Traveling on ice
The following guidelines can help you make wise choices...
Check for known thin ice areas with a local resort or bait shop.
Test the thickness yourself using an ice chisel, ice auger or even a cordless 1/4 inch drill with a long bit.
Refrain from driving on ice whenever possible.
If you must drive a vehicle, be prepared to leave it in a hurry--keep windows down and have a simple emergency plan of action you have discussed with your passengers.
Stay away from alcoholic beverages.
Even "just a couple of beers" are enough to cause a careless error in judgment that could cost you your life. And contrary to common belief, alcohol actually makes you colder rather than warming you up.
Don't "overdrive" your snowmobile's headlight.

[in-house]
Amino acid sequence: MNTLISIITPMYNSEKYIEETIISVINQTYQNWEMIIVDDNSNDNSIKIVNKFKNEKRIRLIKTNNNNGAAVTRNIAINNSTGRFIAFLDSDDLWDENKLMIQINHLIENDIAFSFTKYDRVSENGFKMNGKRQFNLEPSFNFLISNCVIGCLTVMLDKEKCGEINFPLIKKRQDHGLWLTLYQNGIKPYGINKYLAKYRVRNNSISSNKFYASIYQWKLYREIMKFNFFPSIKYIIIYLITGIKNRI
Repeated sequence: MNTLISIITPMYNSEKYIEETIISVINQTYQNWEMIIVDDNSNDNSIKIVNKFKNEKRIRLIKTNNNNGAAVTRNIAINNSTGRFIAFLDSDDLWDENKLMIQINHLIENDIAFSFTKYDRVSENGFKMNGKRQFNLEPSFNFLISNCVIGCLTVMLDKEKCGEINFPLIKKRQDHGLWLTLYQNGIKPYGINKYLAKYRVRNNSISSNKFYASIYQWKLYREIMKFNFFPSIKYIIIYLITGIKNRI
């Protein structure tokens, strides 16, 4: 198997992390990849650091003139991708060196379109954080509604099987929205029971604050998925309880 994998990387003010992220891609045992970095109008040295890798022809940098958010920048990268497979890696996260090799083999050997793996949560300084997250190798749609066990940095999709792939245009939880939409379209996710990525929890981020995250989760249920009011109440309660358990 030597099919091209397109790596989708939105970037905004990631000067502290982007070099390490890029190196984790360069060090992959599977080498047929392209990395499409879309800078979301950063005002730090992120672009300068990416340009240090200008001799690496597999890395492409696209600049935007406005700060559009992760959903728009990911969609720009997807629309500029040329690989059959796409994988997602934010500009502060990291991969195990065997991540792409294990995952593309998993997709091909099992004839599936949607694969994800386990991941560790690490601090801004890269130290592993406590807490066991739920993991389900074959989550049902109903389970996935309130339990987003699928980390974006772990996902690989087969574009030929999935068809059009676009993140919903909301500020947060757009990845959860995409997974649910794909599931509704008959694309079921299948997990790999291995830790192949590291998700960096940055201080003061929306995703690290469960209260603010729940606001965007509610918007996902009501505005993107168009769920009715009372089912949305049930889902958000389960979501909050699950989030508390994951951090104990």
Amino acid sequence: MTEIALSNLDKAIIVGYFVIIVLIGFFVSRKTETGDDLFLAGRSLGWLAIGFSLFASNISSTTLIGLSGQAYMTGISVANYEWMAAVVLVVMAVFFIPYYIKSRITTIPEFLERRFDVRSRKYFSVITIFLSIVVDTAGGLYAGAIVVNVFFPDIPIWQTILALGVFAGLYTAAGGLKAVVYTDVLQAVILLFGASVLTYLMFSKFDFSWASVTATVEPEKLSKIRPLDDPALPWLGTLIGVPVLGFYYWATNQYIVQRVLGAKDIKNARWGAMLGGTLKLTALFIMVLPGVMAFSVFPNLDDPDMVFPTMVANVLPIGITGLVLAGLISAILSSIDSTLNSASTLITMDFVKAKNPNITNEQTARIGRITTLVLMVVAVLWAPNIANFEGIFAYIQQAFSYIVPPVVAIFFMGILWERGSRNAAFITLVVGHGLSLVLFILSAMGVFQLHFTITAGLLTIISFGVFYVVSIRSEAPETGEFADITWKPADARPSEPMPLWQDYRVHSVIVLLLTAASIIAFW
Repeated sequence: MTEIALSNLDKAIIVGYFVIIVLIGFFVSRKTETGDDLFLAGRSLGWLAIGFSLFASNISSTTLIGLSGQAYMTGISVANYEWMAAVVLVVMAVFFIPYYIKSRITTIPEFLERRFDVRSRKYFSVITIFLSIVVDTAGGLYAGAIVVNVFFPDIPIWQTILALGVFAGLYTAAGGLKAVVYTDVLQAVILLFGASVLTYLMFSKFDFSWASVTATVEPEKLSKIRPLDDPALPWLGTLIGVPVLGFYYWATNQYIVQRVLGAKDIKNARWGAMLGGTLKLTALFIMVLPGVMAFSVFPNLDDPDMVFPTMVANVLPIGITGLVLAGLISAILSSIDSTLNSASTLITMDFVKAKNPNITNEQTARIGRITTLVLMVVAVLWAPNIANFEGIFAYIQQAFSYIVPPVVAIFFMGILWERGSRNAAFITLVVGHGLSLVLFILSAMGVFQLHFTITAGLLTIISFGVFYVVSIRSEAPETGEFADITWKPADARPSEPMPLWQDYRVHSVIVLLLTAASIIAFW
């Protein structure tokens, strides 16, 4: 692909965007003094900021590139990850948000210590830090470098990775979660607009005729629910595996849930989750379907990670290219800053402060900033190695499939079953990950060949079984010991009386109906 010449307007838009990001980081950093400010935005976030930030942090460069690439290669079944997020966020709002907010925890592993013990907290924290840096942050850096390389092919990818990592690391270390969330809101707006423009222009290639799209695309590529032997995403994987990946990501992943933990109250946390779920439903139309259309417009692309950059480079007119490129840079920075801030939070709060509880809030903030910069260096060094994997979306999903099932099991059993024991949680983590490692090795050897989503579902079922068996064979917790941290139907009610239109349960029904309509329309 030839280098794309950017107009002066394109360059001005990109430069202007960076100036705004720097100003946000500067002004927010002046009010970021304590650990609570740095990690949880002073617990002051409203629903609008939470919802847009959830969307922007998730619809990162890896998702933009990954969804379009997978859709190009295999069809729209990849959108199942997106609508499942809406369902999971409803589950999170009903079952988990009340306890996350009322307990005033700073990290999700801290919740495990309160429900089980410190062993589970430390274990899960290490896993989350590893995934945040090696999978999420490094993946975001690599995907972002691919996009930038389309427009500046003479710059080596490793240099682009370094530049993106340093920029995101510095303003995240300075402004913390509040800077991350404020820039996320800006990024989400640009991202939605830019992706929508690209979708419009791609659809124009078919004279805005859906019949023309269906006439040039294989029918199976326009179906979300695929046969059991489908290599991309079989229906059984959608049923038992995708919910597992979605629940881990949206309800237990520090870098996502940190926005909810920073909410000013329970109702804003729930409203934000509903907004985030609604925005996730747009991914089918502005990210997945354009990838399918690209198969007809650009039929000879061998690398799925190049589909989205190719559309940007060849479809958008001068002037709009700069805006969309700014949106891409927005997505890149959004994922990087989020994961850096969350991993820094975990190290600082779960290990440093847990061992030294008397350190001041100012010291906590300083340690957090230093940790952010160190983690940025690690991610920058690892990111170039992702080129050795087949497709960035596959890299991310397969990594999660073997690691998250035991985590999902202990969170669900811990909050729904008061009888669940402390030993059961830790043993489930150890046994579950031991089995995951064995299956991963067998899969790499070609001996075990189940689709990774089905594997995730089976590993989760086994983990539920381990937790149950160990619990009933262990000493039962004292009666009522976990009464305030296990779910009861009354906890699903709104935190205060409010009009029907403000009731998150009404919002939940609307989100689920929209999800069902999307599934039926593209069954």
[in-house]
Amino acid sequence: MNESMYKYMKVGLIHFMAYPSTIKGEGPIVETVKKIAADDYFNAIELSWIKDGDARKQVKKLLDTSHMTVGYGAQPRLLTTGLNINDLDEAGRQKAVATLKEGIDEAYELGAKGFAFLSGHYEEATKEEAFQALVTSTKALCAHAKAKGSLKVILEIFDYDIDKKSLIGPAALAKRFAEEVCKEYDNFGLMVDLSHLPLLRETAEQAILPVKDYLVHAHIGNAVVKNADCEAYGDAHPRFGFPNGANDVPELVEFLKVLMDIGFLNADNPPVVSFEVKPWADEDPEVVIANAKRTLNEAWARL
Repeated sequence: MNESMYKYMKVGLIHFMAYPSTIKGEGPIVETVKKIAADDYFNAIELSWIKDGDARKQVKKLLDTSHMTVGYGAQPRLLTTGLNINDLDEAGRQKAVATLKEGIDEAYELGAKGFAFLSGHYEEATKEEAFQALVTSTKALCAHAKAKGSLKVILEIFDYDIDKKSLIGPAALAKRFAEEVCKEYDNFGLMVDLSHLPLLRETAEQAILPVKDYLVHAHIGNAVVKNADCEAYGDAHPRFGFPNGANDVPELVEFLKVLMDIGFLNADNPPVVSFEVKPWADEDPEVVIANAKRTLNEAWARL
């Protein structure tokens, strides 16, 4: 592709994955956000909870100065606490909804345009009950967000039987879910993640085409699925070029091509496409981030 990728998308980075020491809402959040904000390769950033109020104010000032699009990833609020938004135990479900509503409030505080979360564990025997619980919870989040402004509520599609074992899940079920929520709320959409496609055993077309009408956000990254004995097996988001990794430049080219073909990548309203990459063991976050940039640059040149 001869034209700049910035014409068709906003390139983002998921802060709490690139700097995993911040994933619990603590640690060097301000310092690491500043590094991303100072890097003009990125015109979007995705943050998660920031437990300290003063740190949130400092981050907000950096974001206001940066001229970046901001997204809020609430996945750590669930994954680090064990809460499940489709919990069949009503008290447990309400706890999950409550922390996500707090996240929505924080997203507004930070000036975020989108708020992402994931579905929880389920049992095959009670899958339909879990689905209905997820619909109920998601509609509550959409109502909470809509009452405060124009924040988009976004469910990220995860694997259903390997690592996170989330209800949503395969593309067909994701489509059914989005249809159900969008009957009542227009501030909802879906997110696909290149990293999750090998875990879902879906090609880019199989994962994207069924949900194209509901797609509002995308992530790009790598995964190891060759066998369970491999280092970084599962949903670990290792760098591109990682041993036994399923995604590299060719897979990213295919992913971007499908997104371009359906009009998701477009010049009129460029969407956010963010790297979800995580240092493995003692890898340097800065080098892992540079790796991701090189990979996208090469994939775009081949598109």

At even 30 miles per hour, it can take a much longer distance to stop on ice than your headlight shines. Many fatal snowmobile through-the-ice accidents occur because the machine was traveling too fast for the operator to stop when the headlamp illuminated the hole in the ice.
Wear a life vest under your winter gear.
Or wear one of the new flotation snowmobile suits. And it's a good idea to carry a pair of ice picks that may be home made or purchased from most well stocked sporting goods stores that cater to winter anglers. It's amazing how difficult it can be to pull yourself back onto the surface of unbroken but wet and slippery ice while wearing a snowmobile suit weighted down with 60 lbs of water. The ice picks really help pulling yourself back onto solid ice. CAUTION: Do NOT wear a flotation device when traveling across the ice in an enclosed vehicle!
For more information, contact the Minnesota DNR for our free ice safety and hypothermia prevention brochures. Metro 651-296-6157, or toll free in Greater Minnesota 888-646-6367.
If you wish to re-use any DNR Boat and Water Safety materials from this Web site, please contact us.